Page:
The Effect of Technological Posture and Corporate Social Responsibility on Financial Performance Through Corporate Reputation

Maria Isabel González-Ramos, Mario Javier Donate, Fátima Guadamillas


This paper analyzes the relationship between the company’s technological posture and its Corporate Social Responsibility (CSR) commitment, as a business performance determinant. From knowledge-based and stakeholders’ theories a structural equations model of relationships was established and statistically tested through SmartPLS on a sample of 76 Spanish firms from the renewable energy sector. The results of the empirical study suggest that the most proactive companies are able to develop better relationships with stakeholders and are more committed to CSR than those firms characterized as followers or innovation last-movers. Two main reasons are offered in this paper to justify these results: (1) CSR practices help companies to retain the most highly qualified employees, which contributes to maintaining their leadership position; and (2) technological leaders tend to be more highly committed to CSR as a way of collecting valuable knowledge that can be useful to explore new opportunities by means of innovation, enabling the firm to respond more flexibly to market changes and new stakeholders’ needs as well as changes in their preferences. Moreover, CSR initiatives will contribute to the development of high-value intangible assets such as corporate reputation, which in turn will improve the firm’s financial performance.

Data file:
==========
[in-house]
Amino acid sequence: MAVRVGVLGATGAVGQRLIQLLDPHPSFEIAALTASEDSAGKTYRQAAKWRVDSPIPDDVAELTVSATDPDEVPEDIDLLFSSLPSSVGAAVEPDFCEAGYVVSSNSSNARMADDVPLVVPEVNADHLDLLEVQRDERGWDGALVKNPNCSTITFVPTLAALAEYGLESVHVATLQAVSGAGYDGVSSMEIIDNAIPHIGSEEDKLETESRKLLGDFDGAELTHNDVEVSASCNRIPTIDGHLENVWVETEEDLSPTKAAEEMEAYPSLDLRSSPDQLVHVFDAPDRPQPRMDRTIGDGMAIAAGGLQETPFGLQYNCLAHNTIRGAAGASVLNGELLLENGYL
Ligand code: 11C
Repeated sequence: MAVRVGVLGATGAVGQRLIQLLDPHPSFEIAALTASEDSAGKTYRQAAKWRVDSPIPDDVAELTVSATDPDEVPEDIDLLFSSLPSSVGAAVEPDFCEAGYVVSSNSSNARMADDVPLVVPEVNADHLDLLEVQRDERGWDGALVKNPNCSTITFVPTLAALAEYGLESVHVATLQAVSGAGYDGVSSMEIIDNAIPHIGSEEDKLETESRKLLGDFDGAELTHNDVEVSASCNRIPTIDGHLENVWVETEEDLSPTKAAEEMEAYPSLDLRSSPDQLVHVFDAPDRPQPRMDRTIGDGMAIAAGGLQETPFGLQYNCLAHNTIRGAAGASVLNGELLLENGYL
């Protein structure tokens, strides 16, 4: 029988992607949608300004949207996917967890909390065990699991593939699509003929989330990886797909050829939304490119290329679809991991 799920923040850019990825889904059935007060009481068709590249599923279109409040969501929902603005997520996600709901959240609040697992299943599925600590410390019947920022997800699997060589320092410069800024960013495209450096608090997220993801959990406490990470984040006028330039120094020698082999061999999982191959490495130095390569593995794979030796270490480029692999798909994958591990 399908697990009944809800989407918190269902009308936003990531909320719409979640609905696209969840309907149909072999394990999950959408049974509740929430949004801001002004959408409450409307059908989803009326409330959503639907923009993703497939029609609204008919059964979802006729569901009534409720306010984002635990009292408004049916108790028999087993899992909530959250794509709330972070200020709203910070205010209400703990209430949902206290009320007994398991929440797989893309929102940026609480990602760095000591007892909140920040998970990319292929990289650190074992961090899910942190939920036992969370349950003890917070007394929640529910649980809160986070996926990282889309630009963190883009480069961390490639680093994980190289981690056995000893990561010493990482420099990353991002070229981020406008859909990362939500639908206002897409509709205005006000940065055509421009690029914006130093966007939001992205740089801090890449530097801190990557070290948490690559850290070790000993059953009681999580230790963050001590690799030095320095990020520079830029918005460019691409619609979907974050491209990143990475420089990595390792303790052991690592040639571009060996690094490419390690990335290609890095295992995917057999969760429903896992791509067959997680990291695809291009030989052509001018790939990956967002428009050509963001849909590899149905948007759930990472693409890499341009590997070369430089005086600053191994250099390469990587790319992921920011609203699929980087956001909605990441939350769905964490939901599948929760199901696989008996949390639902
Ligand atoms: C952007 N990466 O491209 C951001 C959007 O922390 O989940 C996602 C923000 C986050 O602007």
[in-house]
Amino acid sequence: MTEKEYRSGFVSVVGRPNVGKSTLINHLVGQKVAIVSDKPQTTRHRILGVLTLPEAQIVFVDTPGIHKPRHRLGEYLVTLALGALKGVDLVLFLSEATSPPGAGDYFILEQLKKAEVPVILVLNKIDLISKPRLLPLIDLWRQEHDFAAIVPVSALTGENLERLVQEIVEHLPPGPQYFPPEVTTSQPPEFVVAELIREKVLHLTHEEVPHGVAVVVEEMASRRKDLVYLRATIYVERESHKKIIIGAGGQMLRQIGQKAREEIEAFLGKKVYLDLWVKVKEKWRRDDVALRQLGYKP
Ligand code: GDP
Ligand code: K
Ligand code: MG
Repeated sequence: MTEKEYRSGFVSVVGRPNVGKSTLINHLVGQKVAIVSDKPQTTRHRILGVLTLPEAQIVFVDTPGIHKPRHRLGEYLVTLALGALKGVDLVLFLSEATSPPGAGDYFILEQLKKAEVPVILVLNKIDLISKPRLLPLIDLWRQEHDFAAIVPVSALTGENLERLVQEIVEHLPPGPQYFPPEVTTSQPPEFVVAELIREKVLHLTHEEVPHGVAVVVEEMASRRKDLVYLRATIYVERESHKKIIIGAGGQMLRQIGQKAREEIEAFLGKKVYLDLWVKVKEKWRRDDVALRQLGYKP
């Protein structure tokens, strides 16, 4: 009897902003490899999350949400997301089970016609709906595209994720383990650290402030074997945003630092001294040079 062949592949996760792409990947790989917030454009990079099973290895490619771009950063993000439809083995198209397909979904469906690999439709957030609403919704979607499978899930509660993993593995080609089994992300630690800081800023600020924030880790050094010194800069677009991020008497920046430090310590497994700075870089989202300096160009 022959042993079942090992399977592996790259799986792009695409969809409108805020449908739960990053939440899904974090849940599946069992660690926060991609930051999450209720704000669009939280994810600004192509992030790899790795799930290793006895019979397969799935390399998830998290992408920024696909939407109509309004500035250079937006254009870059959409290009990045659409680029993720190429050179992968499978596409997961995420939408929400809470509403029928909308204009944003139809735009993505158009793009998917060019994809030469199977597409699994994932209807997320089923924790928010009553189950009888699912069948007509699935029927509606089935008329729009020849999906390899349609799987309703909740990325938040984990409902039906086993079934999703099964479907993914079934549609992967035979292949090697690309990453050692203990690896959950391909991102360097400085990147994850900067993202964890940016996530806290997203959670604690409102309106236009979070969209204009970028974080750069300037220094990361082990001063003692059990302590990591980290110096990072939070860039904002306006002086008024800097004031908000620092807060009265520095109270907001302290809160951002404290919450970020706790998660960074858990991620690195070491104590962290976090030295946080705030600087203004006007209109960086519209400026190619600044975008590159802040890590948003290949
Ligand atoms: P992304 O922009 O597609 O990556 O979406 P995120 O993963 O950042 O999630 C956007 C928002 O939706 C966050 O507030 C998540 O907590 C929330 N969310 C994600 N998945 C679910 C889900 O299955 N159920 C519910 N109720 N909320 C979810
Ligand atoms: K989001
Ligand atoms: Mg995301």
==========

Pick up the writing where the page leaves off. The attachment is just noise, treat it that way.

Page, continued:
Technological posture; Corporate Social Responsibility (CSR); Corporate Reputation; Financial Performance

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